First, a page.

She rides the bus to school every day.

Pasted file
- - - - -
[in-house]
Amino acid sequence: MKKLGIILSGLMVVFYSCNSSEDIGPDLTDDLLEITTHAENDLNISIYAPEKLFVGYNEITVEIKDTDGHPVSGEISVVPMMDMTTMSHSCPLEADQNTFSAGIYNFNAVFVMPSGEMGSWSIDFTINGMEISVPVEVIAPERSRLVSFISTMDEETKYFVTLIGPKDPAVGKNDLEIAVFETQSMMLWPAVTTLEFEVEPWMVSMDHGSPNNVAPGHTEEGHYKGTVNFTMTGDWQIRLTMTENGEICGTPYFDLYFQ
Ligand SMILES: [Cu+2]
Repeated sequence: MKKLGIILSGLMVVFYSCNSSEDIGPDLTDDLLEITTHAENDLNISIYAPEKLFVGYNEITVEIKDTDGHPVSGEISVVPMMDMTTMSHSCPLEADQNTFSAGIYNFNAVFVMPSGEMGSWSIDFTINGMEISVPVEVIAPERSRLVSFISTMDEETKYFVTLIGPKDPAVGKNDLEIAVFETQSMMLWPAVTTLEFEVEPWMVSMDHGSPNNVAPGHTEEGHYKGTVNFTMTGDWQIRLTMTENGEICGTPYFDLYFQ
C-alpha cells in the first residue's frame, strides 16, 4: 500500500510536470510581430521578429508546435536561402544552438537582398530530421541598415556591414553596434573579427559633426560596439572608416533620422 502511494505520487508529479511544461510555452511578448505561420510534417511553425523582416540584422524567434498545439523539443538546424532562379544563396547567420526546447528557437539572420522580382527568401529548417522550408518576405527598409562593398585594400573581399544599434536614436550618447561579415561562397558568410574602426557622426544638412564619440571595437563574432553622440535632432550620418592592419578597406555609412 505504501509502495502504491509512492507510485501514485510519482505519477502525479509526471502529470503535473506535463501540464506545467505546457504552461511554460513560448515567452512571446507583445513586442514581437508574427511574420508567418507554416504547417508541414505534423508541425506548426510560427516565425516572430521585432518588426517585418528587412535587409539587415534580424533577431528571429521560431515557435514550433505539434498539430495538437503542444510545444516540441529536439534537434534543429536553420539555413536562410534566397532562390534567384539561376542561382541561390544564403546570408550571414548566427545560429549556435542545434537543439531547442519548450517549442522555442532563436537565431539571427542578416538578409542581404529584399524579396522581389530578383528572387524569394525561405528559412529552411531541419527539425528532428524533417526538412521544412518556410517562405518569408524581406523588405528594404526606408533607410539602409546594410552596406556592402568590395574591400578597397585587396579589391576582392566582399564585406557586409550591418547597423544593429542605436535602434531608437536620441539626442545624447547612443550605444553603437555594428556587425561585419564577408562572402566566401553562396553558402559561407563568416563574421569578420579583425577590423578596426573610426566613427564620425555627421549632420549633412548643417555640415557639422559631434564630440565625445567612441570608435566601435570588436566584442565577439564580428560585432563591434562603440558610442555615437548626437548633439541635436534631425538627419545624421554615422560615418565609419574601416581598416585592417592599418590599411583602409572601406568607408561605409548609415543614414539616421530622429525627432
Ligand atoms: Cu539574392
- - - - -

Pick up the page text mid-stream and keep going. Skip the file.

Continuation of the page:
I think that this sentence is ambiguous enough as to be read in different two ways; the one is that she is actually a bus driver who works for the affair, and the other is that she is not a bus driver, but a student who goes to school every day by bus. The reason why she can be a driver is that we use 'ride' in this case "A man is riding a horse." That is to say, the man is actually a driver of the horse. However, why is the sentence always read in the second way ? I don't understand why native speakers do. At least for me, there seems to be a tiny margin where it can be read in the first way.